Customs duty hike on edible oil imports may also perk up domestic prices
Encouraging returns last year and normal monsoon outlook for this kharif season has brightened the prospects for soyabean cultivation starting next month.
While the trade has pinned hopes on the increased acreage this year for the oilseed, it is also counting on government assistance in terms of hiking customs duty on import of edible oils.
Davish Jain, Chairman, Soybean Processors Association of India (SOPA), underlined the need to hike the customs duty on edible oils by 10 per cent so as to support domestic oil industry and encourage farmers to opt for oilseeds.
“Next month we are starting plantation (of soyabean) and the monsoon is likely to be on time. Currently, prices are below the minimum support price (MSP). This is the time for the government to hike the customs duty on imports of edible oils, so it may lift domestic prices,” said Jain.
Soyabean prices were last quoted at around ₹3,600-3,900 per quintal in Bhopal markets, which is mostly below the MSP of ₹3,710. The prices dipped to ₹3,400 last year around the same time and later hit a high of ₹4,176 in January 2020. Last year, soyabean provided better returns than other commodities.
Jain said, “A hike in customs duty would
mean the government can look for about ₹7,500 crore in additional revenues.”
Meanwhile, the trade body has estimated exports for the year 2019-20 (October 2019 to September 2020) to fall by one lakh tonnes to 6 lakh tonnes. “The Covid-19 has had a serious impact on the poultry and soyabean processing industry and many of our past estimates have gone completely awry,” SOPA had said earlier. It also noted that the crushing activity for the oil year 2019-20 has fallen by 8.5 lakh tonnes to 69 lakh tonnes with domestic meal consumption reduced by 5 lakh tonnes to 45 lakh tonnes. The trade body estimates carryover stock to rise to 13.26 lakh tonnes at the end of September.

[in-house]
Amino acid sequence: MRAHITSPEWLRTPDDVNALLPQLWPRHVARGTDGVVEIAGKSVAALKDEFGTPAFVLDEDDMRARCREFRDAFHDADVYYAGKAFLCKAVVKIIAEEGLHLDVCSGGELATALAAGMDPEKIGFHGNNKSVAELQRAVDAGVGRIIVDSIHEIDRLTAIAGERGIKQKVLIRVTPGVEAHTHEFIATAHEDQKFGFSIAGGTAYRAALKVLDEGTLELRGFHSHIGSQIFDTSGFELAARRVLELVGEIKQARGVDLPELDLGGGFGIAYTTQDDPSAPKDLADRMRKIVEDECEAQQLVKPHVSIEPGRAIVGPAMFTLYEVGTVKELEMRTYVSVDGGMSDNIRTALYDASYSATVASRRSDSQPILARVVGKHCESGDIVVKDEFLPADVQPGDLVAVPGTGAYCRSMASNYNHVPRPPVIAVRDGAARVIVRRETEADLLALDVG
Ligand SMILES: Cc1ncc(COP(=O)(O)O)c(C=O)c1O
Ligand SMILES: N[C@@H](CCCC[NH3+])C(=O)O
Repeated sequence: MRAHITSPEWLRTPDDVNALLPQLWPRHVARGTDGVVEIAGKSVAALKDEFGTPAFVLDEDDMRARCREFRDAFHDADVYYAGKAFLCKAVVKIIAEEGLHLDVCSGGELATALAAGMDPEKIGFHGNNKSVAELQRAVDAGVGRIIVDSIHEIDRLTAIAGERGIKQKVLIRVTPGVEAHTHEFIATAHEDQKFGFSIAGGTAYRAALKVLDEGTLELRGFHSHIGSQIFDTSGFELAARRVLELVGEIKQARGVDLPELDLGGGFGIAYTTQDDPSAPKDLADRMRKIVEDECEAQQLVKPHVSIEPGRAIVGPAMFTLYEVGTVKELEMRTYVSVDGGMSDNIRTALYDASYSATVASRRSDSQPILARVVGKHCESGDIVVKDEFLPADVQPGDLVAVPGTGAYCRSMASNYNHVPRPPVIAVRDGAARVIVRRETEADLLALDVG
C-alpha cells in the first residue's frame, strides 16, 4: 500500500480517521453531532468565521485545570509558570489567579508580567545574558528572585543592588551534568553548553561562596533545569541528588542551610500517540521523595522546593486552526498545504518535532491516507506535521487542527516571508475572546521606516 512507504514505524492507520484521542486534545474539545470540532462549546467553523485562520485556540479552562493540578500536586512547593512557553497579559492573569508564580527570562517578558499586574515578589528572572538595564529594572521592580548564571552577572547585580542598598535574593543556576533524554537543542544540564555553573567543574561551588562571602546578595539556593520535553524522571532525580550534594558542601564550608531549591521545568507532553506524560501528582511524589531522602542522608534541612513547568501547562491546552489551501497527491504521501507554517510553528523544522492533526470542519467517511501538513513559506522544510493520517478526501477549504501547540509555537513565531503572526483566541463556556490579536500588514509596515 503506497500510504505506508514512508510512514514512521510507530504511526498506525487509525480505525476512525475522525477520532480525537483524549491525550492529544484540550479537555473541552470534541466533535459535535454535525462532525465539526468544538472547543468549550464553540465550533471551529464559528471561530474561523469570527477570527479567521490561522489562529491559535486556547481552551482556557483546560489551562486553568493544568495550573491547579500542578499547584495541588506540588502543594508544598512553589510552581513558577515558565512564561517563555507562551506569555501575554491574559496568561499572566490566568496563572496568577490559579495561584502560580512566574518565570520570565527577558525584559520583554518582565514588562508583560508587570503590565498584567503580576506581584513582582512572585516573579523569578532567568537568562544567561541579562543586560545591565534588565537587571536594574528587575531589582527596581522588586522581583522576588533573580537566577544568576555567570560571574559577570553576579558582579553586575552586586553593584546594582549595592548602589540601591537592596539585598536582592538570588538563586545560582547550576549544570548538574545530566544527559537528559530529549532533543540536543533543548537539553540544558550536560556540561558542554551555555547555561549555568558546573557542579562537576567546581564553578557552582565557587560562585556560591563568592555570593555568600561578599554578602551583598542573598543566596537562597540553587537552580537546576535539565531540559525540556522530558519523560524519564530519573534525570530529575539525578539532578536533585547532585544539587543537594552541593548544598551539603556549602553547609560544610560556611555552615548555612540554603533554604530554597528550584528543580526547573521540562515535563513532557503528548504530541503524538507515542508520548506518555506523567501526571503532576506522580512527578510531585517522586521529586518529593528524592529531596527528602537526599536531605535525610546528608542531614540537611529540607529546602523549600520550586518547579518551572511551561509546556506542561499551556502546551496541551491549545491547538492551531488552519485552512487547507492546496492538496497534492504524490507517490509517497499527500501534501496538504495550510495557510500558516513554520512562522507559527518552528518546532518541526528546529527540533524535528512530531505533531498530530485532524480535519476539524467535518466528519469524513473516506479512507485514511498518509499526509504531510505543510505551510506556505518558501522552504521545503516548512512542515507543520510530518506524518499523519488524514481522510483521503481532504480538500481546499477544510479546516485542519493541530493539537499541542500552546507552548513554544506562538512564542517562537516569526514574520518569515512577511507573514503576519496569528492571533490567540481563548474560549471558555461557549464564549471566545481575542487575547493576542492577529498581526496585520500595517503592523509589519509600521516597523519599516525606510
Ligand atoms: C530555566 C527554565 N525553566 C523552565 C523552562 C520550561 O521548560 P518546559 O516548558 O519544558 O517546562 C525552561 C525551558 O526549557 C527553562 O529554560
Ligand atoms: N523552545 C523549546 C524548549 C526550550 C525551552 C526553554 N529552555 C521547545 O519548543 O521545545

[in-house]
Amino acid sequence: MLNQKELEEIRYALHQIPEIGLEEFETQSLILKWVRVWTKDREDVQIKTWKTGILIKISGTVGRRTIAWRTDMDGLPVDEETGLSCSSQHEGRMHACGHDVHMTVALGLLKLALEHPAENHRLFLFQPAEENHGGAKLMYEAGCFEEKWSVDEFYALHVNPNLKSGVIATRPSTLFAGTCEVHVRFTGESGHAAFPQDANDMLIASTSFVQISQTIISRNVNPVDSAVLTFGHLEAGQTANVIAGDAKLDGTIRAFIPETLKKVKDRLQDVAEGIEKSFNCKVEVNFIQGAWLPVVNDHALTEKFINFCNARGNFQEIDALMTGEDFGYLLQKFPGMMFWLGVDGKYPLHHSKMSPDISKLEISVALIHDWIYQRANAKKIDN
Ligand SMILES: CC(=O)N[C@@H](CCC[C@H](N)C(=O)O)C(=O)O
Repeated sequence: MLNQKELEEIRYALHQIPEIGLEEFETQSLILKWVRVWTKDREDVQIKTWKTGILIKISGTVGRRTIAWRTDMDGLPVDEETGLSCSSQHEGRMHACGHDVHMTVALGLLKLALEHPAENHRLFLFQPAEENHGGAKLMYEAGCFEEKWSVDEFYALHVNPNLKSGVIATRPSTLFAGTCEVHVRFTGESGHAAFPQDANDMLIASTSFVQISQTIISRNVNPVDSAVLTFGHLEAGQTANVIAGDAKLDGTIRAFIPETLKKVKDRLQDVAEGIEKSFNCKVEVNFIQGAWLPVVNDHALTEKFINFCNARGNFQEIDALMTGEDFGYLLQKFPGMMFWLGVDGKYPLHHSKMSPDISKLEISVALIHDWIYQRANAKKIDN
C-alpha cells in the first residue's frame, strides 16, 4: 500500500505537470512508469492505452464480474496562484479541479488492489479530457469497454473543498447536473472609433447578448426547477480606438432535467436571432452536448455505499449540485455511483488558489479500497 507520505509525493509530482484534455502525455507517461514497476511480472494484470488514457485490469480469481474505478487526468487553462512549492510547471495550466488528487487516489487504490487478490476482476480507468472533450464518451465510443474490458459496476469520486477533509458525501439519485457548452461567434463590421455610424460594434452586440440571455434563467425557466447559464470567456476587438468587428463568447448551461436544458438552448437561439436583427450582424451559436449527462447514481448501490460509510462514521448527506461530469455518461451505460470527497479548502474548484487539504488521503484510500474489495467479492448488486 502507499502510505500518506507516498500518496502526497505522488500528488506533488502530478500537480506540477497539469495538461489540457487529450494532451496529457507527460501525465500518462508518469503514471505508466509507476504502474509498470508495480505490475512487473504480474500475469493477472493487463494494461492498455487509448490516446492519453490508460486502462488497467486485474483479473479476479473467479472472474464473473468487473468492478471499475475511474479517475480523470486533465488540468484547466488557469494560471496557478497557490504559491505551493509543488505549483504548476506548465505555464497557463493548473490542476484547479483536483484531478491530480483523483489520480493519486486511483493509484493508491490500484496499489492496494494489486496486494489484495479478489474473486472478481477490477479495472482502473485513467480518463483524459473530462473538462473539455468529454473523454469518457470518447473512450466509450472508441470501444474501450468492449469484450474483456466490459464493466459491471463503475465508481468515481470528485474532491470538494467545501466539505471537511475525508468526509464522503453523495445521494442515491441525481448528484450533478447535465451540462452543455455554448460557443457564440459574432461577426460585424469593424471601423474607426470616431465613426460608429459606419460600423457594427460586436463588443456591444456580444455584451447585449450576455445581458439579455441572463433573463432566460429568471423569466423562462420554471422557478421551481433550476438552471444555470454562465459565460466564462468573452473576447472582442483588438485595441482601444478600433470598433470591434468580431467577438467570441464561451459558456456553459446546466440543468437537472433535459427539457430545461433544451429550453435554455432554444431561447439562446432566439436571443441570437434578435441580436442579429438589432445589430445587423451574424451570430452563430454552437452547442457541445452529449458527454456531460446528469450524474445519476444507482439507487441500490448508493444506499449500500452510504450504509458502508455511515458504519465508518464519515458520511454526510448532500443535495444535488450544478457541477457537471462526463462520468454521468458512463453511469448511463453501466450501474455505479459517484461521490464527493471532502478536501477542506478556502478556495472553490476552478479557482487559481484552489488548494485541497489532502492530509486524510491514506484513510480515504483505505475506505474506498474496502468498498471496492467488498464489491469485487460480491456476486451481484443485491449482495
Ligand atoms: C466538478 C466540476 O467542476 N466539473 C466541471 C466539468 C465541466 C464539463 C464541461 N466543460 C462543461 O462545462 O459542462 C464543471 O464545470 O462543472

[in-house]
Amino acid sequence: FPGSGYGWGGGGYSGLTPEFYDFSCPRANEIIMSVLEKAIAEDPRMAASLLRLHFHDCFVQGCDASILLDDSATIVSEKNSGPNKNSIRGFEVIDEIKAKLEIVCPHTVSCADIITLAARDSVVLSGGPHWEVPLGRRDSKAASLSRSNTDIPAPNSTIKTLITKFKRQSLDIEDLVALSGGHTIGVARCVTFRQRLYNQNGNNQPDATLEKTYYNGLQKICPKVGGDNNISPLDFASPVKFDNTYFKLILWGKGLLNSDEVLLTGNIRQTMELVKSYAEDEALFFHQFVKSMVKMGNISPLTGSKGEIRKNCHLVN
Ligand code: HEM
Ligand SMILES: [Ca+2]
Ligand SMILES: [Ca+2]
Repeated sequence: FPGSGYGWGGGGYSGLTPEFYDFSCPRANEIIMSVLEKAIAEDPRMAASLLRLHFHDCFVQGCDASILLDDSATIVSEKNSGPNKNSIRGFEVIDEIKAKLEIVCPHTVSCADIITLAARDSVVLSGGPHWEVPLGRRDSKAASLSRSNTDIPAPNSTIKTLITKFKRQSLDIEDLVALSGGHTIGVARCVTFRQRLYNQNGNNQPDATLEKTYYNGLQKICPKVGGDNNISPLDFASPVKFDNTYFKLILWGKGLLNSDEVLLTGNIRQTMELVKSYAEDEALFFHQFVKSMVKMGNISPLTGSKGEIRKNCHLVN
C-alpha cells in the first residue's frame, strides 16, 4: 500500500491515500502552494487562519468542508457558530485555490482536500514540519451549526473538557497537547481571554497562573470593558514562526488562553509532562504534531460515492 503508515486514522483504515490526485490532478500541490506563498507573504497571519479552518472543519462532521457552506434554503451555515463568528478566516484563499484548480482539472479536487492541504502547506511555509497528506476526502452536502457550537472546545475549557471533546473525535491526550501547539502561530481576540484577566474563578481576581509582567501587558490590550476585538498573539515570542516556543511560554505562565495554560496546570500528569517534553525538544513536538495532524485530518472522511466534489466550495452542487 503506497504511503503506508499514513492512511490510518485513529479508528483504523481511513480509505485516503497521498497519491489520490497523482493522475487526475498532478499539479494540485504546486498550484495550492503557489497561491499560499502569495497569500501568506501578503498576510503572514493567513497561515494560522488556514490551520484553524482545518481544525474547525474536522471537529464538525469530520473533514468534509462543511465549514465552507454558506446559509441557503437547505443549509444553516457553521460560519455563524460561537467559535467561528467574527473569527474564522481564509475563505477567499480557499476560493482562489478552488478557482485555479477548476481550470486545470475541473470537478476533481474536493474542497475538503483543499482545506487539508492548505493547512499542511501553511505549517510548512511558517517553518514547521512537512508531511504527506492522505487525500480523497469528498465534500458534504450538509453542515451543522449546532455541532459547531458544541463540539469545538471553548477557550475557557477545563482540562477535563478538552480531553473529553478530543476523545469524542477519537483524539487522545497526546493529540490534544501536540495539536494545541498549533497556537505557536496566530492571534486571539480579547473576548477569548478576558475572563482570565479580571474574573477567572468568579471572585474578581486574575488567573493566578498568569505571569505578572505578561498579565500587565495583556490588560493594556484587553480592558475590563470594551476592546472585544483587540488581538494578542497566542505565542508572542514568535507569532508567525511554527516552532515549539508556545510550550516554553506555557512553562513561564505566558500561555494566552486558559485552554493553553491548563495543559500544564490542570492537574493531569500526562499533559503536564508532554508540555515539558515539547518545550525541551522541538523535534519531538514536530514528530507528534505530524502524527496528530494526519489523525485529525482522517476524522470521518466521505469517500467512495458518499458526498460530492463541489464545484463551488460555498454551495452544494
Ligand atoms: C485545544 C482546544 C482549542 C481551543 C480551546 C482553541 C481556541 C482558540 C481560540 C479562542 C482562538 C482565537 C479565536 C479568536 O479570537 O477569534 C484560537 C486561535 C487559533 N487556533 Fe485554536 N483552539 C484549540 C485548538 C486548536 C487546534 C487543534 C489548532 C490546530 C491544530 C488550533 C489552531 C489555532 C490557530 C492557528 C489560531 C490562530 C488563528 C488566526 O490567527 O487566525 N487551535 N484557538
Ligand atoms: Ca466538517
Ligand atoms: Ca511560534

The markets haven’t opened in many regions. But as the trade expects markets to resume operations after the lifting of the lockdown, farmers are likely to flush the market with the stocks available with them.
“As per our estimation, it is about 4 million tonnes as on May 1. This is considerable quantity for the next five months. And without exports we can’t consume that quantum till the end of the season. So, in this case, we may be left with a good amount of carry forward stock for the next season,” Jain stated.
In a research report on Tuesday, Kedia Advisory stated, “Soyabean yesterday settled up by 0.21 per cent at 3,812 tracking firmness in overseas prices as purchases by the world’s top importer China underpinned the market and due to supply concerns in retail markets because of the lockdown.”
Analysts have underlined that China’s April soyabean imports fell 12 per cent from a year earlier after bad weather delayed cargoes from top supplier Brazil. China, the world’s top soyabean buyer, brought in 6.716 million tonnes of the oilseed in April, down from 7.64 million tonnes a year ago.
The analyst note stated Chinese buyers booked deals to purchase 378,000 tonnes of US soyabeans.
Source: Business Line